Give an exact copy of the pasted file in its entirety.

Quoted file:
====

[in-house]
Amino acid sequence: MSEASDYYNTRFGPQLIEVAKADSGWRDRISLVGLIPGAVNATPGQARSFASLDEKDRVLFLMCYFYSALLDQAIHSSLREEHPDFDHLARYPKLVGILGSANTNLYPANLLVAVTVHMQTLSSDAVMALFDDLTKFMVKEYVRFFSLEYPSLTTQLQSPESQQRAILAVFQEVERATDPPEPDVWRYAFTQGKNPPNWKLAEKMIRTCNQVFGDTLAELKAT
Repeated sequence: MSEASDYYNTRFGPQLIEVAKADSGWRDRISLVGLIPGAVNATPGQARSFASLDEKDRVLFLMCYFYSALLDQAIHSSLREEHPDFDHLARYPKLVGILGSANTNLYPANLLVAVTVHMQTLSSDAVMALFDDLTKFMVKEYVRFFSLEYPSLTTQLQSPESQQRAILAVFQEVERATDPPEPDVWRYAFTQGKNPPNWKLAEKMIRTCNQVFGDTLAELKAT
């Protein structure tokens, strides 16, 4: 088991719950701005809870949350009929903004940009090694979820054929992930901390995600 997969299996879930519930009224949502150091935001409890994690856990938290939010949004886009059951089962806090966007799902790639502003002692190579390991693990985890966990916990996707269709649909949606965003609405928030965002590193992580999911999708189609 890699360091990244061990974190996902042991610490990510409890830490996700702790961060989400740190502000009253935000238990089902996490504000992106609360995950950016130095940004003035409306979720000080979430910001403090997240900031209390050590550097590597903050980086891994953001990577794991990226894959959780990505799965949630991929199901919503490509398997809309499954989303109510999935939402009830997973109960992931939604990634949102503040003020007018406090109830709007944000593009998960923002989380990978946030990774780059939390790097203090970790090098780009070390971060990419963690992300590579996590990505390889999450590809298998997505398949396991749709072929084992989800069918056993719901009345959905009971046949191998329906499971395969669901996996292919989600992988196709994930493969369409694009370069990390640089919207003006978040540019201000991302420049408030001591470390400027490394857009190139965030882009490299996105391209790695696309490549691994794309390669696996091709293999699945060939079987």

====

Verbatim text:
[in-house]
Amino acid sequence: MSEASDYYNTRFGPQLIEVAKADSGWRDRISLVGLIPGAVNATPGQARSFASLDEKDRVLFLMCYFYSALLDQAIHSSLREEHPDFDHLARYPKLVGILGSANTNLYPANLLVAVTVHMQTLSSDAVMALFDDLTKFMVKEYVRFFSLEYPSLTTQLQSPESQQRAILAVFQEVERATDPPEPDVWRYAFTQGKNPPNWKLAEKMIRTCNQVFGDTLAELKAT
Repeated sequence: MSEASDYYNTRFGPQLIEVAKADSGWRDRISLVGLIPGAVNATPGQARSFASLDEKDRVLFLMCYFYSALLDQAIHSSLREEHPDFDHLARYPKLVGILGSANTNLYPANLLVAVTVHMQTLSSDAVMALFDDLTKFMVKEYVRFFSLEYPSLTTQLQSPESQQRAILAVFQEVERATDPPEPDVWRYAFTQGKNPPNWKLAEKMIRTCNQVFGDTLAELKAT
């Protein structure tokens, strides 16, 4: 088991719950701005809870949350009929903004940009090694979820054929992930901390995600 997969299996879930519930009224949502150091935001409890994690856990938290939010949004886009059951089962806090966007799902790639502003002692190579390991693990985890966990916990996707269709649909949606965003609405928030965002590193992580999911999708189609 890699360091990244061990974190996902042991610490990510409890830490996700702790961060989400740190502000009253935000238990089902996490504000992106609360995950950016130095940004003035409306979720000080979430910001403090997240900031209390050590550097590597903050980086891994953001990577794991990226894959959780990505799965949630991929199901919503490509398997809309499954989303109510999935939402009830997973109960992931939604990634949102503040003020007018406090109830709007944000593009998960923002989380990978946030990774780059939390790097203090970790090098780009070390971060990419963690992300590579996590990505390889999450590809298998997505398949396991749709072929084992989800069918056993719901009345959905009971046949191998329906499971395969669901996996292919989600992988196709994930493969369409694009370069990390640089919207003006978040540019201000991302420049408030001591470390400027490394857009190139965030882009490299996105391209790695696309490549691994794309390669696996091709293999699945060939079987």